OPED: Self-care conversation

RBC | Self-care has been a challenge for me and a number of people that I have spoken with over the years. While it’s an essential part of balancing both our physical and mental well-being, it is definitely one area that many put off or just don’t even attempt. I have heard (and used, truth be told) feedback such as “I’m just too busy,” “it’s just selfish to take time for me” and even “I can’t afford to.” Well friends, I’d like to offer that we truly can’t afford NOT to, and share what I’ve learned (sometimes the hard way!).

 You have a friend over for a visit. You’ve baked some of your ‘world-famous’ snickerdoodle cookies and you’ve made some refreshing sweet tea.  There’s a playlist of songs that have some nostalgia for you both, and when together time just stands still. Sounds great so far!  As the afternoon progresses, you have snacked, laughed, reminisced and finished the tea. Your friend asks if you have any more as they offer you the glass. You hold the empty pitcher and attempt to refill their beverage. Well, as you may have guessed, not a drop comes out no matter how much you try. Much to your chagrin, you are out of everything you need to make more and try as you may, the pitcher remains empty. Well, this is a bit of a situation, isn’t it? The only way that more is going to come out of that pitcher is if you replenish the supply. Can you see the connection?

Life is just packed with work, caregiving, parenting, housecleaning, paying bills, being with friends and family and anything else that fills our time and attention. It’s exhausting to say the least! Are you at the point of being just like that empty pitcher, still trying to pour out to others and not replenishing your supply? If so, I imagine that you are, like I have been, ready to crash and burn.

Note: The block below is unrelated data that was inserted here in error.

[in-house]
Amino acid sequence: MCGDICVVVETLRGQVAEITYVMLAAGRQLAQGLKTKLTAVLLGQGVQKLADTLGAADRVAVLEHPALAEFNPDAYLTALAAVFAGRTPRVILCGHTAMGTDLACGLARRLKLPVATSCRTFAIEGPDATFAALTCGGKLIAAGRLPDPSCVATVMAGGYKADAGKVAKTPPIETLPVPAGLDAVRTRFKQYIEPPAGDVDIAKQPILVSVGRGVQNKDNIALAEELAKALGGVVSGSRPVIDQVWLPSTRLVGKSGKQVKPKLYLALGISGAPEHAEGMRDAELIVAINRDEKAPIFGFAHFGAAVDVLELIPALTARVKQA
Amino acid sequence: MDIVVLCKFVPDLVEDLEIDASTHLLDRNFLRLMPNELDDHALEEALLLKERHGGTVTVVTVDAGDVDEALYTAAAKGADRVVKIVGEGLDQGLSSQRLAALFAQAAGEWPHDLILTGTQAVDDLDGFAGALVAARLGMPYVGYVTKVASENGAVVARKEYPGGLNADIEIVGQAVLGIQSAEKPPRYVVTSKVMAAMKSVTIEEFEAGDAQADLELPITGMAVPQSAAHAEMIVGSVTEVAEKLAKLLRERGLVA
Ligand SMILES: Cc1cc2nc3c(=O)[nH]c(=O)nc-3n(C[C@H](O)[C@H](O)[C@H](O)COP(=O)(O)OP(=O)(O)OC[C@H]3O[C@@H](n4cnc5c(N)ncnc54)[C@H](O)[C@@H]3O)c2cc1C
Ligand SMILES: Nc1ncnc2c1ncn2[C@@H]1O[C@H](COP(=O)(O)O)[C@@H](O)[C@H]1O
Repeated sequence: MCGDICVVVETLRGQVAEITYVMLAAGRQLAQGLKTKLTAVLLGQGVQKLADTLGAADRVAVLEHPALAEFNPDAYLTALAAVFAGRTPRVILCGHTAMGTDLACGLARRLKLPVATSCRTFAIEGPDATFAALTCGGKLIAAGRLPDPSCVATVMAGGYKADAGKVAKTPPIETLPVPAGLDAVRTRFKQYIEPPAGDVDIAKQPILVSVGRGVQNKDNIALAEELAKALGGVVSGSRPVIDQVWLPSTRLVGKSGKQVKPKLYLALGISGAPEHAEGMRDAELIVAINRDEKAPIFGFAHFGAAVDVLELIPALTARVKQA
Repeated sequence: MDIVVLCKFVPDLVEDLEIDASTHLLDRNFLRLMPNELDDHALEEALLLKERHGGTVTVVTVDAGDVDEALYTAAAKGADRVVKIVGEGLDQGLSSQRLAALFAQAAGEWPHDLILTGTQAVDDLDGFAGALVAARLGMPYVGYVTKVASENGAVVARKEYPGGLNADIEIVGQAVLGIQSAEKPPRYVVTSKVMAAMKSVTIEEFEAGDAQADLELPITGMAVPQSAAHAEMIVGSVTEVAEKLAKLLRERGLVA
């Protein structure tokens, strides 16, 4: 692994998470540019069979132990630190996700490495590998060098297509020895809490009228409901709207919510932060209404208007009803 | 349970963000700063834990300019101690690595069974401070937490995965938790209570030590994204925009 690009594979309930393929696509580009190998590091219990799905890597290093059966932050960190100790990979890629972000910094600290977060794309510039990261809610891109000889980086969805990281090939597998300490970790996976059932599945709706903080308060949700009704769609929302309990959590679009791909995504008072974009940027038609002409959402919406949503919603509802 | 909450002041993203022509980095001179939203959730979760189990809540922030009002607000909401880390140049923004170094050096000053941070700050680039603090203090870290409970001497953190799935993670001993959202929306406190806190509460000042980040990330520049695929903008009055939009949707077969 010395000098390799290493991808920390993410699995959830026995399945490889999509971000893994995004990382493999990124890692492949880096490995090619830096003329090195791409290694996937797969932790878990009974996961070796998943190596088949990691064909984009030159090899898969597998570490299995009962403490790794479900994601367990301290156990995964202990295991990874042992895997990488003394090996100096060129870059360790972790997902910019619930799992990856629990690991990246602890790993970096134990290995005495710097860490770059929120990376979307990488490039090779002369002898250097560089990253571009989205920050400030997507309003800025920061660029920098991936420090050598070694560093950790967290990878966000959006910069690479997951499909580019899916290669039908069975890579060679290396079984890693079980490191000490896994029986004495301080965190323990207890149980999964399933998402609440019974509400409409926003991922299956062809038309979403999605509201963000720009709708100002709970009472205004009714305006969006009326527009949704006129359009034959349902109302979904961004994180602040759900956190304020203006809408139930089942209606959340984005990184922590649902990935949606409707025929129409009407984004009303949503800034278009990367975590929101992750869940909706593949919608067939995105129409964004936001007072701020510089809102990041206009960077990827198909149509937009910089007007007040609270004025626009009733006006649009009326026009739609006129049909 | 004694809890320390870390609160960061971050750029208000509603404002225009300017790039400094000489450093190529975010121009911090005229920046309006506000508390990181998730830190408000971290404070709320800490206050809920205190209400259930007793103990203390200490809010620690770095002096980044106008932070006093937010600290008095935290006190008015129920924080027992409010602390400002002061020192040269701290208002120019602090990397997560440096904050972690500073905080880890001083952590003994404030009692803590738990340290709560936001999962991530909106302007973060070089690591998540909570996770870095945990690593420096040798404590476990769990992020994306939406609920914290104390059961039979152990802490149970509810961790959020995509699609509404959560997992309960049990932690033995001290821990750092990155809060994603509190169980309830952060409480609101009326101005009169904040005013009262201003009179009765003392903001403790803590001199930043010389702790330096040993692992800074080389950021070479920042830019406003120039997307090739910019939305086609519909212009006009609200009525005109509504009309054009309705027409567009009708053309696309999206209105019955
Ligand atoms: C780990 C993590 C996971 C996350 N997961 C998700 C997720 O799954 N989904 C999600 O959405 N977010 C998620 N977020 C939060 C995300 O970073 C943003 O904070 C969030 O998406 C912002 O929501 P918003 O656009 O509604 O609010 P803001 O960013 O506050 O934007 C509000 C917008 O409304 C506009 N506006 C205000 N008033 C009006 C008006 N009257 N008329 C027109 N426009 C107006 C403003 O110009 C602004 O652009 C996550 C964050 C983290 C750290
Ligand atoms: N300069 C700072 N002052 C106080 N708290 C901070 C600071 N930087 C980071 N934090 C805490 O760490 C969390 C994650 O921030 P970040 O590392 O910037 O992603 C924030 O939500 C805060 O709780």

It is vital to carve time out of the busyness for yourself. This may mean creating healthy boundaries by sometimes saying no. The alternative is more of the status quo. As a single parent, I used to think that it was selfish to not end up on the back burner.  Here’s what I learned: if I didn’t carve out time for myself, I not only was offering them a lesser version of myself, I was also not modeling this for them. I had to chuckle recently when I looked to spend time with my teenaged daughter and her respectful response was “I’m having me time, is that OK?” Seems like I have taught her well!

On an airplane, flight attendants give instructions about the oxygen masks, noting that it’s important to place the mask first over your own mouth and nose before placing it over those children next to you. Why is that? Because without first taking care of ourselves, we are no good to those that rely on us. Great parallel there!

Even though it might not always feel like it, you are so worth the time and effort and care that you so generously lavish on others! I’d like to challenge you to make time for self-care over the next few days, whatever that may look like. A few extra minutes in the bath? Fishing? Hiking? Rest? What will make you a better you?

By JILL DAVIS | Special to the Herald Times

Jill Davis is Peer Services Coordinator for Mind Springs Health.  She or any one of our peers are happy to converse about self-care and how to be mentally healthy anytime.  Drop her a line at Peers@MindSpringsHealth.org